Validation of Criteria for Selective His Bundle and Para-Hisian Permanent Pacing

    F. CANTÙ M.D.
    Background: His Bundle (HB) pacing is a valid alternative to right ventricular pacing for patients with preserved His-ventricle conduction who are candidates for permanent stimulation. Permanent pacing in the HB area enables Selective HB pacing (SHBP) or para-Hisian pacing (PHP) to be achieved. The aim of our study was to draw up a set of easy criteria to differentiate and validate the two kinds of stimulations according to the pacing output and the ECG/EKG signals. Methods and Results: From February to July 2005, 17 patients eligible for a pacemaker (PM) procedure underwent implantation with the Medtronic SelectSecure® lead (Medtronic, Minneapolis, MN, USA) screwed into the HB area.SHBP was defined when the intrinsic QRS was equal, in both duration and morphology, to the paced QRS, the His-Ventricular (H-V) interval was equal to Pace-Ventricular interval (Vp-V) and, at low output, only the HB was captured, while increasing the output resulted in both the HB and right ventricular (RV) being captured (widening of QRS at high output). Conversely, PHP was defined when the intrinsic QRS differed from the paced one, either in morphology or in duration and, at high output, both the RV and HB were captured (non-SHBP), while decreasing the output resulted in losing HB capture (widening of QRS at low output). According to these criteria, SHBP was achieved in 11 patients, while in the remaining 6, PHP was obtained. No adverse events were reported. Conclusions: The above criteria enabled SHBP and PHP to be validated easily and clearly. A longer follow-up will be needed in order to ascertain whether the clinical outcome of these two approaches differs. [source]

    The Utility of a Quality Improvement Bundle in Bridging the Gap between Research and Standard Care in the Management of Severe Sepsis and Septic Shock in the Emergency Department

    H. Bryant Nguyen MD
    The research in the management of severe sepsis and septic shock has resulted in a number of therapeutic strategies with significant survival benefits. These results also emphasize the primary importance of early hemodynamic resuscitation, or early goal-directed therapy (EGDT), and place the emergency physician in the center of the multidisciplinary team caring for patients with this disease. However, in a busy emergency department, the translation of research into clinical practice is far from ideal. While the benefits are significant, the successful implementation of EGDT is filled with challenges and obstacles. In this article, we will discuss the steps taken at our institution to create, implement, measure, and improve on a six-hour severe sepsis and septic shock treatment bundle incorporating EGDT in the emergency department setting, resulting in significant mortality benefit. [source]

    A Mechanically Interlocked Bundle

    Jovica D. Badji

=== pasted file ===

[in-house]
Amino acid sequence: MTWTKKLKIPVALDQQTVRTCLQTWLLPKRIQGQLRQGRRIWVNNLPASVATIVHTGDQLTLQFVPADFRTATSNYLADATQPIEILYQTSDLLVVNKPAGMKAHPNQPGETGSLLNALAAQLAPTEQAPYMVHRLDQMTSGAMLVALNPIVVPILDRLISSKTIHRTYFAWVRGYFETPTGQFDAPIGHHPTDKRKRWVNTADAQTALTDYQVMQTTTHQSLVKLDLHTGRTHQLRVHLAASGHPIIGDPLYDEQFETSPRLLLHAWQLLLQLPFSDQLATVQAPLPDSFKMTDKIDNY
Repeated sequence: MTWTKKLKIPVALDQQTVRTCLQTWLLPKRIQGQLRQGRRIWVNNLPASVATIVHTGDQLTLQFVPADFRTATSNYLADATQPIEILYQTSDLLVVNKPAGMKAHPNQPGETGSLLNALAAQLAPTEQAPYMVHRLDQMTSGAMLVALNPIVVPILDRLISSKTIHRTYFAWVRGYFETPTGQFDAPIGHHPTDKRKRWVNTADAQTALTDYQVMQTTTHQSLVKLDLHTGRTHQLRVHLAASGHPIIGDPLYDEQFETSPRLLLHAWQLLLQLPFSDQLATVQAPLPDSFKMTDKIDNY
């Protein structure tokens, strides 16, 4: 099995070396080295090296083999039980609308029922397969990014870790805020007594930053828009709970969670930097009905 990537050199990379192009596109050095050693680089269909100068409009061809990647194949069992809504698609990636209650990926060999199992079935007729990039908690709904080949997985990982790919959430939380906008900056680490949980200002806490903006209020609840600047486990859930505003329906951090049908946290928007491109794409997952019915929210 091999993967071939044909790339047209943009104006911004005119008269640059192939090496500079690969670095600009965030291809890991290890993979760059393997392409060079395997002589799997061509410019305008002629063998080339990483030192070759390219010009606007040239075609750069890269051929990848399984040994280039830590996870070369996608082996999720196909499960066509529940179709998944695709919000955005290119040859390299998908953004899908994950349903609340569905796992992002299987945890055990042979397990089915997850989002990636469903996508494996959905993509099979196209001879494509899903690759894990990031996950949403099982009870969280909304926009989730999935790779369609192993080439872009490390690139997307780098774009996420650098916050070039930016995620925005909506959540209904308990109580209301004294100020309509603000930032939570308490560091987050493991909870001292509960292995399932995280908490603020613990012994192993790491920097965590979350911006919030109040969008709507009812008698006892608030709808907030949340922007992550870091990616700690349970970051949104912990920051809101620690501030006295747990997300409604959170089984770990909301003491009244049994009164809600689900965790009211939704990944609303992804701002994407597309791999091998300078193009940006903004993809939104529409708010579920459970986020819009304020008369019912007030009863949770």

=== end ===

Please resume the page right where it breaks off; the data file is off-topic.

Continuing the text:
Abstract The prototype of an artificial molecular machine consisting of a trisammonium tricationic component interlocked with a tris(crown ether) component to form a molecular bundle with averaged C3v symmetry has been designed and synthesized. The system is based on noncovalent interactions, which include 1) N+H,,,O hydrogen bonds; 2) CH,,,O interactions between the CH2NH2+CH2 protons on three dibenzylammonium-ion-containing arms, which are attached symmetrically to a benzenoid core, and three dibenzo[24]crown-8 macrorings fused onto a triphenylene core; and 3) ,,,,, stacking interactions between the aromatic cores. The template-directed synthesis of the mechanically interlocked, triply threaded bundle involves post- assembly covalent modification, that is, the efficient conversion of three azide functions at the ends of the arms of the bound and threaded trication into bulky triazole stoppers, after 1,3-dipolar cycloaddition with di- tert -butylacetylenedicarboxylate to the extremely strong 1:1 adduct that is formed in dichloromethane/acetonitrile (3:2), on account of a cluster effect associated with the paucivalent adduct. Evidence for the averaged C3v symmetry of the molecular bundle comes from absorption and luminescence data, as well as from electrochemical experiments, 1H NMR spectroscopy, and mass spectrometry. The photophysical properties of the mechanically interlocked bundle are very similar to those of the superbundle that precedes the formation of the bundle in the process of supramolecular assistance to covalent synthesis. Although weak non-nucleophilic bases (e.g., nBu3N and iPr2NEt) fail to deprotonate the bundle, the strong tBuOK does, as indicated by both luminescence and 1H NMR spectroscopy. While deprotonation undoubtedly loosens up the interlocked structure of the molecular bundle by replacing relatively strong N+H,,,O hydrogen bonds by much weaker NH,,,O ones, the ,,,,, stacking interactions ensure that any structural changes are inconsequential, particularly when the temperature of the solution of the neutral molecular bundle in dichloromethane is cooled down to considerably below room temperature. [source]